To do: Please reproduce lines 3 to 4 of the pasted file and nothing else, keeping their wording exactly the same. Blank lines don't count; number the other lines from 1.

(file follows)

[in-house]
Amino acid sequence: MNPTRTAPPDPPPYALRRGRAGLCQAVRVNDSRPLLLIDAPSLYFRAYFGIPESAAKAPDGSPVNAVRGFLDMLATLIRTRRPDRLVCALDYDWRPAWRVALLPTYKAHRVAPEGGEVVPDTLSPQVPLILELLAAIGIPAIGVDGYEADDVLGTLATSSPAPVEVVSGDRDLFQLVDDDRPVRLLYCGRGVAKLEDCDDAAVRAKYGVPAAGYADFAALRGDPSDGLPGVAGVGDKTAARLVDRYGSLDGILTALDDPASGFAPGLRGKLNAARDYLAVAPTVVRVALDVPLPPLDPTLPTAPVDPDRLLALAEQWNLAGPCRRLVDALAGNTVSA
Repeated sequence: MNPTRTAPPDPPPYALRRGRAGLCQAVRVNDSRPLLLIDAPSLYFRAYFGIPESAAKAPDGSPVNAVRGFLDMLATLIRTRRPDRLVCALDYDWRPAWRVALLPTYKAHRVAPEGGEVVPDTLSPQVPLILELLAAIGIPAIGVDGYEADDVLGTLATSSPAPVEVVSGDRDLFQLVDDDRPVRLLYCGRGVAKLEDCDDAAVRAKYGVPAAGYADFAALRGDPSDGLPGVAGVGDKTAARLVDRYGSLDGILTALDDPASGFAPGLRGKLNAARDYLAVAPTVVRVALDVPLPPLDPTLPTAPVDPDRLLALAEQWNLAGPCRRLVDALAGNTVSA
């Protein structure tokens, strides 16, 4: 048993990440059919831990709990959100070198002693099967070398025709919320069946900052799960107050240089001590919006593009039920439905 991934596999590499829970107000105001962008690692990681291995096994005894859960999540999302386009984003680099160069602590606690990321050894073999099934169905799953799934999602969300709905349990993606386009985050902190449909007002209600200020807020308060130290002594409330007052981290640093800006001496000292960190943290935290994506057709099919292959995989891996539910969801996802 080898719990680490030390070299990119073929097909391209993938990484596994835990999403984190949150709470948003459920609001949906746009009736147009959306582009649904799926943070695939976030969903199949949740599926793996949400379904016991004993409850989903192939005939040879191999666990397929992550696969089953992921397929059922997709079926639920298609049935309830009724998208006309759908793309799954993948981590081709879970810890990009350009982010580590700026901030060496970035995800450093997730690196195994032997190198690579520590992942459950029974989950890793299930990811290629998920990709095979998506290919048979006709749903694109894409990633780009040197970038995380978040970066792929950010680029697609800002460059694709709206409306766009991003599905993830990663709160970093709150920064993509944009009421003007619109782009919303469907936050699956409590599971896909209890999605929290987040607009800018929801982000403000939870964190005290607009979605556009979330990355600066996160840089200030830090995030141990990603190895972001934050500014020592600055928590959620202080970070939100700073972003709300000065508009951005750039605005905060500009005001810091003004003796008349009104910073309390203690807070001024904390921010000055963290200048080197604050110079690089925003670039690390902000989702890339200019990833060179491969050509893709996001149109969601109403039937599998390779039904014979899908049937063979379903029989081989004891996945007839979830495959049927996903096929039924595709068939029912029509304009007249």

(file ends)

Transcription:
Repeated sequence: MNPTRTAPPDPPPYALRRGRAGLCQAVRVNDSRPLLLIDAPSLYFRAYFGIPESAAKAPDGSPVNAVRGFLDMLATLIRTRRPDRLVCALDYDWRPAWRVALLPTYKAHRVAPEGGEVVPDTLSPQVPLILELLAAIGIPAIGVDGYEADDVLGTLATSSPAPVEVVSGDRDLFQLVDDDRPVRLLYCGRGVAKLEDCDDAAVRAKYGVPAAGYADFAALRGDPSDGLPGVAGVGDKTAARLVDRYGSLDGILTALDDPASGFAPGLRGKLNAARDYLAVAPTVVRVALDVPLPPLDPTLPTAPVDPDRLLALAEQWNLAGPCRRLVDALAGNTVSA
């Protein structure tokens, strides 16, 4: 048993990440059919831990709990959100070198002693099967070398025709919320069946900052799960107050240089001590919006593009039920439905 991934596999590499829970107000105001962008690692990681291995096994005894859960999540999302386009984003680099160069602590606690990321050894073999099934169905799953799934999602969300709905349990993606386009985050902190449909007002209600200020807020308060130290002594409330007052981290640093800006001496000292960190943290935290994506057709099919292959995989891996539910969801996802 080898719990680490030390070299990119073929097909391209993938990484596994835990999403984190949150709470948003459920609001949906746009009736147009959306582009649904799926943070695939976030969903199949949740599926793996949400379904016991004993409850989903192939005939040879191999666990397929992550696969089953992921397929059922997709079926639920298609049935309830009724998208006309759908793309799954993948981590081709879970810890990009350009982010580590700026901030060496970035995800450093997730690196195994032997190198690579520590992942459950029974989950890793299930990811290629998920990709095979998506290919048979006709749903694109894409990633780009040197970038995380978040970066792929950010680029697609800002460059694709709206409306766009991003599905993830990663709160970093709150920064993509944009009421003007619109782009919303469907936050699956409590599971896909209890999605929290987040607009800018929801982000403000939870964190005290607009979605556009979330990355600066996160840089200030830090995030141990990603190895972001934050500014020592600055928590959620202080970070939100700073972003709300000065508009951005750039605005905060500009005001810091003004003796008349009104910073309390203690807070001024904390921010000055963290200048080197604050110079690089925003670039690390902000989702890339200019990833060179491969050509893709996001149109969601109403039937599998390779039904014979899908049937063979379903029989081989004891996945007839979830495959049927996903096929039924595709068939029912029509304009007249």